By Sidrah Roghay

Karachi, Sindh, Nov. 18, 2015: “Thanks to the health camp, I have not only been able to consult a doctor for my protracted illness but it also helped me vaccinate my three children aged 6 months, 2 and 3 years,” said Noor Alam Bibi living in Farid Colony of Orangi Town, Karachi.

Health camps seem to have not only become a hub for providing medical services for neglected communities of Karachi but also proving to be a pivotal innovation to administer polio drops to children who have not been vaccinated through routine, national and sub-national campaigns as well as newborn children.

Since the establishment of the health camps in early January this year, more than 92,000 children have received polio vaccination over the past eleven months at 939 camps established in Karachi.

Karachi, the only cosmopolitan of the country, is amongst 12 districts of Pakistan where polio virus is still circulating. Although the country has registered the lowest refusal rate (0.13%) among all endemic countries, there have been pockets of refusals in some UCs of Khyber Pakhtunkhwa, the Federally Administered Tribal Areas, Quetta and Karachi.

The data reveals that vast majority of refusals came not because of cultural or religious beliefs but due to community’s demand for provision of basic health services—which were non-existent in most of these areas in Karachi.

To cater to this demand the Government developed Emergency Operation Centres (EOC) for polio eradication in all provincial capitals and set up 2,500 health camps in high risk zones all over Pakistan. One such camp in Farid Town of Karachi which is helping an effective trust-building mechanism with the communities resulting in reaching out to children who have been continuously missed in vaccination as well as overcoming refusal cases.

These health camps do not deliver polio vaccines only but rather promote and expand access to basic primary health care. They are thus developing a much-needed and trusted relationship with these communities living in unhygienic conditions.

“We thought their needs were valid, so we began this initiative, and the idea is working”, said Muhammad Bilal, Health Camp Zonal Supervisor. Now people come to the doctors at health camps for myriad of issues, from eye infection to diarrhea with their children and health workers ensure that their children get the essential polio vaccine drops, informed Bilal.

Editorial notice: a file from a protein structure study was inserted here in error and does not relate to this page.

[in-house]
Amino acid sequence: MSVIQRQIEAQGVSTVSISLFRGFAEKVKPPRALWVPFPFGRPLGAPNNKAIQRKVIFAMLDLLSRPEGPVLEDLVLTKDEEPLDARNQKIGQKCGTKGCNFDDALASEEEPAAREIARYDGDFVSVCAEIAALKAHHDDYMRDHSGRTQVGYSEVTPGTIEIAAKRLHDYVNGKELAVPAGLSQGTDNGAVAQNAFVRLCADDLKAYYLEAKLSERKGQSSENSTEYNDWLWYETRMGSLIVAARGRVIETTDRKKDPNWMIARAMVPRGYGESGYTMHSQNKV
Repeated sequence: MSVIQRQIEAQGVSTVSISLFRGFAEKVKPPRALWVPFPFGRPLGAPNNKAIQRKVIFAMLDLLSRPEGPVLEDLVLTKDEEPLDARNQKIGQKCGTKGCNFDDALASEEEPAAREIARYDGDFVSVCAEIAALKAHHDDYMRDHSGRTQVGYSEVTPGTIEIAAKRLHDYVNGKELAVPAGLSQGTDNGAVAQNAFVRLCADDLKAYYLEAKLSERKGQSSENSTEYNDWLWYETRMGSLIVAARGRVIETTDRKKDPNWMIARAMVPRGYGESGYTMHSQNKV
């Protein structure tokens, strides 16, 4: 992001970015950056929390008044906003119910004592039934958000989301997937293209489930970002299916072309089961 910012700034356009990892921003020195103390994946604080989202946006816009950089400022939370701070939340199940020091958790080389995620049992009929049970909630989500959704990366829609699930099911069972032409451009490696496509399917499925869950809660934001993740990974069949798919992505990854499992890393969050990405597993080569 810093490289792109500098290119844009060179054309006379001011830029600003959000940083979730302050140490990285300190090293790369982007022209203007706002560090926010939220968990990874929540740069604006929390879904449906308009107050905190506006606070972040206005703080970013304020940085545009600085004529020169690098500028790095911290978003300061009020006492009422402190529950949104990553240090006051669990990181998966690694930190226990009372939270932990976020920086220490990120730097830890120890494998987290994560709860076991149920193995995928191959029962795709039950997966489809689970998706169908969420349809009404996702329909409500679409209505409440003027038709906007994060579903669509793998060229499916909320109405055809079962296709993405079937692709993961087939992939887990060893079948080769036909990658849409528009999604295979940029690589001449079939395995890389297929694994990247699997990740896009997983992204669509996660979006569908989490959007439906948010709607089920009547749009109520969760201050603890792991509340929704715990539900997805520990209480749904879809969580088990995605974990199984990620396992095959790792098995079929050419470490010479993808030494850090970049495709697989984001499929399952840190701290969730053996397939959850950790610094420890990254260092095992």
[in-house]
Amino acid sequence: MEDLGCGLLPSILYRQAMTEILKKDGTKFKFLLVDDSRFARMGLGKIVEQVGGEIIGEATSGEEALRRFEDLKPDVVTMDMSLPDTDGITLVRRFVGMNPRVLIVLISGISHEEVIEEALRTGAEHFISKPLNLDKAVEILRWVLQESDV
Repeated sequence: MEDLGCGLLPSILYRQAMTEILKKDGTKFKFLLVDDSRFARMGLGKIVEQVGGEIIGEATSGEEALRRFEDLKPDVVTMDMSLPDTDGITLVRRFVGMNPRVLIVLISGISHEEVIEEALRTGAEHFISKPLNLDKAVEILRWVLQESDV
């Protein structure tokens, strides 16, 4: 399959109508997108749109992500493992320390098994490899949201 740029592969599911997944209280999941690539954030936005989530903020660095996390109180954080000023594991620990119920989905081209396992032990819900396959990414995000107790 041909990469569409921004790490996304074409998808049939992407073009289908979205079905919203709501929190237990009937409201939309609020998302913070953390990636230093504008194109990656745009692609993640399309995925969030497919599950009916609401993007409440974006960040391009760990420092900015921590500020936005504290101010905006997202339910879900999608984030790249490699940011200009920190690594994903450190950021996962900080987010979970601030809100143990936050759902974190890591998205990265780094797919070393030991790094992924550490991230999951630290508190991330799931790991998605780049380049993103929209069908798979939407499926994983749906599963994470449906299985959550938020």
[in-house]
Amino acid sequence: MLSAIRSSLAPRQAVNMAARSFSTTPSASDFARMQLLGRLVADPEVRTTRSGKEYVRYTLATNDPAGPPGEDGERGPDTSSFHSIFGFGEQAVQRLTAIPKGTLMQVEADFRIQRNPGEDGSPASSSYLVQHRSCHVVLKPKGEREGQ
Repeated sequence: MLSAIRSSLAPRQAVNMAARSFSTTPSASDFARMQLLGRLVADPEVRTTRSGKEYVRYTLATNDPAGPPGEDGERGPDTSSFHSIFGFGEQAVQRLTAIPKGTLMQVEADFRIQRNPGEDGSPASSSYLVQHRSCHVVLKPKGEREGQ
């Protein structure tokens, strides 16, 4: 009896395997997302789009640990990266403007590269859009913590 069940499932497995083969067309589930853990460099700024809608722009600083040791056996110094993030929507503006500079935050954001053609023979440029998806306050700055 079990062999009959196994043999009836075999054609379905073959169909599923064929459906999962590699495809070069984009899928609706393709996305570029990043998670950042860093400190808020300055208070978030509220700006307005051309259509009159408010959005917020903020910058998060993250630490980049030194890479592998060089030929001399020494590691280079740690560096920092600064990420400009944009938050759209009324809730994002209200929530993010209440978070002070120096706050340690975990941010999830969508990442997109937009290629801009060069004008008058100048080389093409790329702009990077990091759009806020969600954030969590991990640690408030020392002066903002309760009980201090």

In sensitive areas which are prone to attacks, the camp is usually set up at the residence or space given by the elder, who ensures the security of the health workers. The camp runs from 8 in the morning till 12 noon.

Men and women queuing up outside the camp can be witnessed throughout these timings. One can see happy and smiling faces emerging out of the doctor’s cabin every now and then simply because they were not charged for consultation rather were given free medicines and even spectacles, if needed.

Two female health workers usually stationed outside Doctor’s cabin, vigilantly welcome each and every family coming to see the doctor especially those who were carrying their children with them. Before or after the consultation, these health workers engage the parents in friendly conversations and find out about polio vaccination. If the children found to be not vaccinated earlier, they would seize the opportunity to administer one then and there. Most of the parents, do not even wink an eye or say a single word rather happily get their children vaccinated and promise to bring the child back for next round of drops at required time. “That’s how you have to do it here,” said Nadia Riaz, a health worker.” When you develop a comfort level, with the mother in the presence of her husband, it is easy to convince them.”

“Since we are providing medicines for other ailments, it really becomes easy to get into the community as a general physician and then convince them to vaccinate their children against polio as well.”